A Student’s Guide to the Essential Dos & Dont’s of Entrepreneurship
By Tyler Mehigh, Business Development and Finance Intern, MSU Hatch & Spartan Innovations
Throughout my entrepreneurial journey, I’ve learned a wide array of valuable lessons. Here’s one that sticks out:
The road is ever-changing, through both failure and success.
And as someone who had to navigate their way along this ever-changing road, learning on-the-go what’s right and what’s wrong, I’ve withstood many “failures,” as well as enjoyed several successes.
So, using my hands-on experience as a launching point, I wanted to outline a few essential Dos and Don’ts of Entrepreneurship.
Someone who wishes they would’ve known these a long time ago.
DO: Get Ready to Work
Although all entrepreneurs talk about how much work is required to start a business — and it’s kind of cliché — this is no joke.
The amount of hours you will put in during a normal work week are outstanding. (Sometimes, you may even be working subconsciously.)
For example, I can reminisce on times when I’d have to set an alarm for midnight just to talk to suppliers that were based in China. I could only get ahold of them during obscure hours due to the significant time change, so from midnight until 4 a.m. I’d be skyping and ironing out details. Combine this with school, work, athletics, and my (mostly non-existent) social life, and you have a recipe for plenty of long days.
Key Takeaway: Don’t be intimated and be prepared to grind.
DON’T: Waste Money on Worthless Advertising
Although it may be easy to pay $20 and have your ad seen on Facebook by 1,000 people, it won’t do much for your business in the long run.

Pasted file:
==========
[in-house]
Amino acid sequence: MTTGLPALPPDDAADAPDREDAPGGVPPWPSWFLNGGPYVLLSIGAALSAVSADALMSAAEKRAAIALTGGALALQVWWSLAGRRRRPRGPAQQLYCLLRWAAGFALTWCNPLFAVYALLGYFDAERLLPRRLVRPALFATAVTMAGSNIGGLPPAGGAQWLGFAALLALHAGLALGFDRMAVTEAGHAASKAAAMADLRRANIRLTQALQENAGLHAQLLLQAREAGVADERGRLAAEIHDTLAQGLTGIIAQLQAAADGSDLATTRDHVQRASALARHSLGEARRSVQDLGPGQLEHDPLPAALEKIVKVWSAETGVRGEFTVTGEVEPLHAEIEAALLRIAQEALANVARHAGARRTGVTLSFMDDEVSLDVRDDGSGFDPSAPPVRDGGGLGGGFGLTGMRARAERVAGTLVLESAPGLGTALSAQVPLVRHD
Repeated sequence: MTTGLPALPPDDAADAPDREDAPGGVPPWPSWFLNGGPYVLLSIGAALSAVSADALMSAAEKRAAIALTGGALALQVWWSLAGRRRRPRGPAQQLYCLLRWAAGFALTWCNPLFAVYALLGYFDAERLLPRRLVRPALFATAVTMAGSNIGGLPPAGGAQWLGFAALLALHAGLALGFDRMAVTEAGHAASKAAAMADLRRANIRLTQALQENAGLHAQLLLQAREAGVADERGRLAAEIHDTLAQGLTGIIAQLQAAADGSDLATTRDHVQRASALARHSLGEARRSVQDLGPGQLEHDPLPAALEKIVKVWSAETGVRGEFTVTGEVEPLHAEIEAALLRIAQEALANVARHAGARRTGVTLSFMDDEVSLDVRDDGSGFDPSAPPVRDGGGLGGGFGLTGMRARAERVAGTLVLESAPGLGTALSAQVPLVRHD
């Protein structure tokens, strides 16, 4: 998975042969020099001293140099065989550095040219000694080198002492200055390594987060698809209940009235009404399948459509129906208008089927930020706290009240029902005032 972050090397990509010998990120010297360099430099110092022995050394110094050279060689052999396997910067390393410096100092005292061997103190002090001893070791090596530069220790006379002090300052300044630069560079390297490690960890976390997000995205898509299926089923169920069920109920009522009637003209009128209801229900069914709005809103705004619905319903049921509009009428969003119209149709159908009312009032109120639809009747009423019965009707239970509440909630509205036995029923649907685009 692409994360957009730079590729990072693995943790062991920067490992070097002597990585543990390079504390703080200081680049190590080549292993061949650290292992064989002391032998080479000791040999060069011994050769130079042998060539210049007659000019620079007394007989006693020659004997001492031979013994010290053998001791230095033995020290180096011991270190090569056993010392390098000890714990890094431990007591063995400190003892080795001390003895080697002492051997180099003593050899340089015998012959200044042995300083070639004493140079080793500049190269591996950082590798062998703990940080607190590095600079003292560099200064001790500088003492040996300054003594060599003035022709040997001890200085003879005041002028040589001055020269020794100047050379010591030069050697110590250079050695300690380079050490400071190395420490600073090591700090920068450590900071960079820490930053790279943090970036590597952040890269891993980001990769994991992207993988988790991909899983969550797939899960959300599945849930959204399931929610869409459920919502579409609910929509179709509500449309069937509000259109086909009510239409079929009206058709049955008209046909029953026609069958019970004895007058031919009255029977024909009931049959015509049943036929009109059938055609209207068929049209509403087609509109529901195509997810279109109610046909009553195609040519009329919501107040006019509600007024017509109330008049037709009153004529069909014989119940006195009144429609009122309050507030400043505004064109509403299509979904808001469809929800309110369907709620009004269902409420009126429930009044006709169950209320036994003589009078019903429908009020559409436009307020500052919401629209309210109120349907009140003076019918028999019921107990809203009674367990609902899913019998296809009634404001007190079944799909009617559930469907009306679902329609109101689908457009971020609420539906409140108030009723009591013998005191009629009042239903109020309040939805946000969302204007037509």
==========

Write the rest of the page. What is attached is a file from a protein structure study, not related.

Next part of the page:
Instead, spend some time to develop a greater understanding of your audience and teach yourself how to effectively target your ads: $10 spent toward a targeted demographic will prove much more beneficial than $100 to a random crowd. Furthermore, startup settings typically don’t involve a whole lot of extra money laying around, which means that every dollar you spend needs to be tracked to an ROI.
Key Takeaway: Do your homework and develop an idea of how your spending can actually help grow your business.
Networking is popular in all fields, and entrepreneurship is no different. Customers, vendors, potential investors, fellow entrepreneurs, future partners, and others can make themselves available to you through one simple tactic: networking.
Once you own a company and are in charge of landing customers, you need to find resources, collaborate, and secure all the assistance you can get. It always amazes me how willing certain people are to aid growing companies. In my own experience, I’ve been put in direct contact with customers and credible vendors after creating a viable connection.
Key Takeaway: Build your network and utilize it to gain as much as possible.
DON’T: Stay Up Until 4 a.m. Every Morning to Work
Contrary to my previous story about communicating with suppliers in China, it is possible to be successful and still get a healthy amount of sleep — most of the time. Although there will always remain a large amount of work yet to be done, you can find a way to make daily tasks manageable.
Instead of working on and off for 12 hours (only to waste time scrolling through Twitter, Facebook, or Instagram), devote and schedule six hours to do ONLY work. By blocking out time slots and working much smarter, you can greatly improve your productivity. (Not to mention that you can spend the other six hours doing whatever it is that puts your mind at ease.)